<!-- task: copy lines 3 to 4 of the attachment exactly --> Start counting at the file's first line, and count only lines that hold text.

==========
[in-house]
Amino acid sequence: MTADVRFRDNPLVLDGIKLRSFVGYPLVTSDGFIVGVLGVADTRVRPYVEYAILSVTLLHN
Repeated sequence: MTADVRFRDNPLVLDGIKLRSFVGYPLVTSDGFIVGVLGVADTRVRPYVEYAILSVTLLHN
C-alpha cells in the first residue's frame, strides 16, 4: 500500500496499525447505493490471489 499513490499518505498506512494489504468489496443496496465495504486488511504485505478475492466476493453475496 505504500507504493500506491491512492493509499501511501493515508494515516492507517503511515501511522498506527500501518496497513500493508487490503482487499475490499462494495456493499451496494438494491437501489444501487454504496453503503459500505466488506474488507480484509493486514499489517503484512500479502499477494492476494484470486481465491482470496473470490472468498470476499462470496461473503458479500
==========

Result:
Repeated sequence: MTADVRFRDNPLVLDGIKLRSFVGYPLVTSDGFIVGVLGVADTRVRPYVEYAILSVTLLHN
C-alpha cells in the first residue's frame, strides 16, 4: 500500500496499525447505493490471489 499513490499518505498506512494489504468489496443496496465495504486488511504485505478475492466476493453475496 505504500507504493500506491491512492493509499501511501493515508494515516492507517503511515501511522498506527500501518496497513500493508487490503482487499475490499462494495456493499451496494438494491437501489444501487454504496453503503459500505466488506474488507480484509493486514499489517503484512500479502499477494492476494484470486481465491482470496473470490472468498470476499462470496461473503458479500